“Men have become the tools of their tools.”
                                                    Henry David Thoreau

                        “Man is still the most extraordinary computer of all.”
                                                John Fitzgerald Kennedy

Another sequel! You need to look back before you can look ahead.  Unlike many computer manuals, this sequel won’t begin in the middle.  It is assumed that you missed, “Coping with your computer”, and a brief review is in order.  Relax, read on....
In “Part 1”, the many kinds of computer frustration were identified. The salient feature was that the advantages of computers-- enabling people to obtain the information they want quickly and efficiently-- are often mitigated by the various forms of internal computer conflict, expressed as cryptic error messages or unintelligible commands that prevent programs from operating correctly. This underlying computer hostility seems to belie the term, “user-friendly”…and can lead to a lot of temper tantrums and language which you can only imagine.
These internal conflicts that impede the smooth flow of information, led to the need for a software program, “The Computer Psychologist.” A highly skilled, empathic yet directive software program (identified in Windows by an icon of a computer lying on a couch talking to a little guy across the room), it could resolve the various internal problems that prevent computer programs from operating. No longer would you be subjected to the in-fighting and back-biting occurring among the various components inside that box. The Computer Psychologist would eliminate interruption; stop corruption. And get all your computer parts to cooperate and operate. And now…
                                                                Part Two
Education is an ongoing process. Technological changes bring new frustrations, and new challenges for “The Computer Psychologist.”
A recent addition to the computer vernacular, “upgrading”, is one such example. The term, Upgrade, once limited to a steep climb, now implies some kind of improvement. But caution is advised. Upgrading is also another term for confusion and hence, stress. New computers should come with a warning on the side of the box which reads, “Caution! Contents may cause severe headache and possible loss of mind!”
Although improved technology also includes a broader spectrum of resources (such as the Internet, a computer “Twilight Zone”), the psychology of upgrading is simply the belief that newer equipment will enable someone to achieve an outcome even more quickly and with less actual effort.
Effort. You have to laugh when you think about this. How much effort were you expending when using your “older” computer? Remember typewriters? If the term seems unfamiliar, visit a local museum.
However, the price of upgrading, literally and otherwise, is quite high. There exists a “double-bind” which only reveals itself once you have upgraded: Improve your “hardware” (avant garde for computer, screen a/k/a “desktop” and printer) and your favorite software may no longer operate. Reason: The newer instrumentation does not support it!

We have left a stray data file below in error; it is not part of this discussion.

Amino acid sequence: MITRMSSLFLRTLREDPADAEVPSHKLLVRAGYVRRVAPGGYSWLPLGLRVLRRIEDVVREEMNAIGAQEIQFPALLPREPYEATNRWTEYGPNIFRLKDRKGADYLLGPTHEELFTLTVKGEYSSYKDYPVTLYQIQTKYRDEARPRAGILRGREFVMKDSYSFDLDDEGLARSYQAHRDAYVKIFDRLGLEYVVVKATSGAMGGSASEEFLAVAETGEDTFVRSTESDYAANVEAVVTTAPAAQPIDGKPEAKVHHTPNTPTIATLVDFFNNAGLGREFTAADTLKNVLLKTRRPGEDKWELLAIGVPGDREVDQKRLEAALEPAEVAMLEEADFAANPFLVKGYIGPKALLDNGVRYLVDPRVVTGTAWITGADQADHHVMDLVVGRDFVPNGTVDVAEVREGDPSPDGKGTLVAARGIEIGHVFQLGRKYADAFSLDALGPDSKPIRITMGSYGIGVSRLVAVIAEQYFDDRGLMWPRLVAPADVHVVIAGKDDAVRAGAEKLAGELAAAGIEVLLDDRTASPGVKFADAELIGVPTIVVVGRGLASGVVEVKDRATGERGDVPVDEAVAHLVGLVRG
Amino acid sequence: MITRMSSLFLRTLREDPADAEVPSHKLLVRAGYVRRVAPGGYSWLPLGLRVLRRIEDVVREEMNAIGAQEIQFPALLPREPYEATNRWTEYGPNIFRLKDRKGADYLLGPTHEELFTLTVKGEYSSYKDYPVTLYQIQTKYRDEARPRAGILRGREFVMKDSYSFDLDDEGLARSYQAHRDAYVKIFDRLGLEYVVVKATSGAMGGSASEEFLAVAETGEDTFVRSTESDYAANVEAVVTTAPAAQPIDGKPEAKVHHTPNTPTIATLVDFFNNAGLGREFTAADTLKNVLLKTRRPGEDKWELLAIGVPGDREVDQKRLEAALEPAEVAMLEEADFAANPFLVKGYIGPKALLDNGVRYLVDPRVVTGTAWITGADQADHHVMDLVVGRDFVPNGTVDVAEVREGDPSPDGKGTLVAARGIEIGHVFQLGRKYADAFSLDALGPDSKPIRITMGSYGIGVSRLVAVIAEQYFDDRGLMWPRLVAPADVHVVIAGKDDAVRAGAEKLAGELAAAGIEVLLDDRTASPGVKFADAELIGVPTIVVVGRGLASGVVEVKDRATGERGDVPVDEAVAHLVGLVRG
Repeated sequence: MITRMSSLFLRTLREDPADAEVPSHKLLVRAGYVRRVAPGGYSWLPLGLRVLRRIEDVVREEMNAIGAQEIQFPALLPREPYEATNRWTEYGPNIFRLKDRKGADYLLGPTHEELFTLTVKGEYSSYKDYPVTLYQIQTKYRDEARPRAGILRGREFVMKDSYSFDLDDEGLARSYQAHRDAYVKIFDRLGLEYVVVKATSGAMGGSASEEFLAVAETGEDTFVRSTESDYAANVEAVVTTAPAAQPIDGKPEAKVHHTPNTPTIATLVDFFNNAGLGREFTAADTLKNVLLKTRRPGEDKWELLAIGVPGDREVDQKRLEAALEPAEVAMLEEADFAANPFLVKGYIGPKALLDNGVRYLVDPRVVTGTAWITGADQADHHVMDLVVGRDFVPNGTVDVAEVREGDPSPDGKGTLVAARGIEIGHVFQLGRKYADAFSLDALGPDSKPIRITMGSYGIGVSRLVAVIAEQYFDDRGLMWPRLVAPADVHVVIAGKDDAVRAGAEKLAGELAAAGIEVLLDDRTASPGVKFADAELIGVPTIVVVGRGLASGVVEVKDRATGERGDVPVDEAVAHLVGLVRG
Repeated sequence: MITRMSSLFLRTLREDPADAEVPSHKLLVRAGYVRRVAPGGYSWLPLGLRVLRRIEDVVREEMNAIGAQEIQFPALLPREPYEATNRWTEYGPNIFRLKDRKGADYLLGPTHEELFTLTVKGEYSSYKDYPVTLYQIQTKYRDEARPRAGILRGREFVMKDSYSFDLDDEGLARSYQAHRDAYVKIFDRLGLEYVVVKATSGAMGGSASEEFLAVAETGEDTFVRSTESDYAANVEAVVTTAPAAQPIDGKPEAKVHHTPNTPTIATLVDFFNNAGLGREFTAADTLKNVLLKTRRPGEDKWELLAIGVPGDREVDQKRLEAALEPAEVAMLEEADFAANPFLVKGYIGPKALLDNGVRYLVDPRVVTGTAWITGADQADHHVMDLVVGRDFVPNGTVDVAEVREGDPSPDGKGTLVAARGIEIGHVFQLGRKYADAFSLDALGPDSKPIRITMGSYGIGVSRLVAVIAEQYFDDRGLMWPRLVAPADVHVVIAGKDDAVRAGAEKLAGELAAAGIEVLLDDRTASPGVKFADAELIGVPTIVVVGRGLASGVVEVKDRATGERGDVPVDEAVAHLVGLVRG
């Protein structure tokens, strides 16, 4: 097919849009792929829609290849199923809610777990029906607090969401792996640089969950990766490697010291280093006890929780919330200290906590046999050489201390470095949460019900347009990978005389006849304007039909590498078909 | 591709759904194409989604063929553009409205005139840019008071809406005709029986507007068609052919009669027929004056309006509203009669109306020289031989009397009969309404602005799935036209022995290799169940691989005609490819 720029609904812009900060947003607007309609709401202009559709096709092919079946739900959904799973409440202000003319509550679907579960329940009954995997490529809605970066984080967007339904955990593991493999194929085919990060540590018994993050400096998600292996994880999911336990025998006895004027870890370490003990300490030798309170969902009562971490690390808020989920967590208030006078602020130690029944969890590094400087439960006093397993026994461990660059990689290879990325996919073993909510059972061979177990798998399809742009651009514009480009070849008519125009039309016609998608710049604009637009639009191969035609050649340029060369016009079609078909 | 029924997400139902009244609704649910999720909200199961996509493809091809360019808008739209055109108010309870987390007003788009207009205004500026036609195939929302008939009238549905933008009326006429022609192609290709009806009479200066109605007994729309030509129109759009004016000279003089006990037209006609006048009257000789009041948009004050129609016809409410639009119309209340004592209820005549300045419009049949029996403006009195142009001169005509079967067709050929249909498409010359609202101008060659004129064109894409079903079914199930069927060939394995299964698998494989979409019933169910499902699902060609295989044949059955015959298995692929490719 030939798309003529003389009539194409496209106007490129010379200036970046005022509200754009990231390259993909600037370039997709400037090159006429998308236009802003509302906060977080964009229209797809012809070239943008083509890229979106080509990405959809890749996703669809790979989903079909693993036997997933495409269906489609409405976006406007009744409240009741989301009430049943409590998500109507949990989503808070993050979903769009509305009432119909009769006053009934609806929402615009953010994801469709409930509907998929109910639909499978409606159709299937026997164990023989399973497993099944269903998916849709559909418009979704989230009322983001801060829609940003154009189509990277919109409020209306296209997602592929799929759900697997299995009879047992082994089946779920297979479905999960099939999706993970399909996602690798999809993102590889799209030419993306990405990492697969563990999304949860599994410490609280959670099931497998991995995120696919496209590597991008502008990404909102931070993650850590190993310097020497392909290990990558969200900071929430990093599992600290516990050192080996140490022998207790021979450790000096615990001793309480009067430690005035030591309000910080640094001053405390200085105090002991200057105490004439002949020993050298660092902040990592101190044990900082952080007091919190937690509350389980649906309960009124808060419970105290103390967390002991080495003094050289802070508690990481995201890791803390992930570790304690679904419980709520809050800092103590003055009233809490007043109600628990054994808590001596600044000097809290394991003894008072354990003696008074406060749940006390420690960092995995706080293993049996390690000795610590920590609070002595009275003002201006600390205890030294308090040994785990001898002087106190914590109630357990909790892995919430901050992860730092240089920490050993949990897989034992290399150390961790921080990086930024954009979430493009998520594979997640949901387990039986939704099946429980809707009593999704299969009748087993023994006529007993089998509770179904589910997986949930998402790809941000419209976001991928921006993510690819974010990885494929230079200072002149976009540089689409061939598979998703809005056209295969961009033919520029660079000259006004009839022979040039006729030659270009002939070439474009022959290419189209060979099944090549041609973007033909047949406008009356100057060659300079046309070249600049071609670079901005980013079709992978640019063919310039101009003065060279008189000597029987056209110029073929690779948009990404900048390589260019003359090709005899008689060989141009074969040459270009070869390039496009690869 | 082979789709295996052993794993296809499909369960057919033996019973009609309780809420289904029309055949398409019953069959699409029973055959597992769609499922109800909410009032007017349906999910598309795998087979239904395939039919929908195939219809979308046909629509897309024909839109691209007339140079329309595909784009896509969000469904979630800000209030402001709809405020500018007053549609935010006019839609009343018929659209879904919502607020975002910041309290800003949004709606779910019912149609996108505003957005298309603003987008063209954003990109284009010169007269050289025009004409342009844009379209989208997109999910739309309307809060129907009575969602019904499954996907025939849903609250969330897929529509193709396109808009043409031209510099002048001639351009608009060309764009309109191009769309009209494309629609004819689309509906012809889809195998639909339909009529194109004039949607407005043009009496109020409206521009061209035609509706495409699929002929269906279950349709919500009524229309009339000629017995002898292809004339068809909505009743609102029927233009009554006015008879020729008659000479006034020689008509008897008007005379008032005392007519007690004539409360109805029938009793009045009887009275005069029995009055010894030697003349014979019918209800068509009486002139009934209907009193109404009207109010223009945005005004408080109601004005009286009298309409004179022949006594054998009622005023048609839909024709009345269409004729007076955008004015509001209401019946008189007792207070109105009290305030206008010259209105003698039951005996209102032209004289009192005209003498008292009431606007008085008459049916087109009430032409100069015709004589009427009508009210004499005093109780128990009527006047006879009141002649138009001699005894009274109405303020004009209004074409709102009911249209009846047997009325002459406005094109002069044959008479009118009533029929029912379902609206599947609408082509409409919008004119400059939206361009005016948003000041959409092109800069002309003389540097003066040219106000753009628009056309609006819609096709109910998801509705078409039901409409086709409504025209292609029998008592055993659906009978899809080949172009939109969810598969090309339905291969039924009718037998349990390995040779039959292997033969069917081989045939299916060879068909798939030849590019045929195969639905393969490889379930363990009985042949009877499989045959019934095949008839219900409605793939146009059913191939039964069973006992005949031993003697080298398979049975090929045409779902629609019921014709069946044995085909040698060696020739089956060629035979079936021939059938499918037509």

And that’s considered good!  Progress.  Moreover, if and when your software is revised, so is the hardware. Then the cycle repeats. Once you enter this race, you lose. And trying to catch your breath, you are left feeling stressed, frustrated, and wondering if people felt like this during the Industrial Revolution.
Upgrading can be as addictive as a Las Vegas slot machine: Once you start, you’re hooked! Improve the hardware, improve the software--how do you go back?  Your “486” computer, nine-bit dot matrix printer and 2400 baud modem by today’s standards seem like running a small telegraph office!  Anyone seen my visor?
In essence, as computer technology is upgraded, there is less for you to do. The computer does it. Or does it? There is still that nagging feeling that nothing is as self-assuring as self-control. And you lose some of that to the extent that the computer makes “decisions” such as whether or not a preferred software program is necessary and will operate. Even pumping up the volume is out of your hands. Remember “volume knobs?” They’ve given way to software which controls volume…but only for advanced programs. For older programs, you may have to place your ear on a tin cup against the screen!
Thus, as long as computer technology evolves, reaping havoc and stress upon the computer illiterates, “The Computer Psychologist” must keep up and be revised, too!. This revision, in addition to resolving the various inner conflicts, must also “train” the newer hardware to respect it’s elders: Cherished ancient software.
In order to resolve the impasse which arises when trying to run your favorite older programs on cutting-edge computer equipment, The Upgraded Computer Psychologist program must now equip that equipment with a new set of “beliefs” about older “understandings.”
Essentially, this would be accomplished through a kind of computer hypnosis.  Just install the upgraded program and it would convince a computer to run like a much earlier model.  Just for a little while.  Imagine your computer receiving a sequence of “age regression” messages which would return it’s mother board to a kinder, gentler time when it was capable of running slower, less complex things. Even (dust off the cobwebs)... DOS!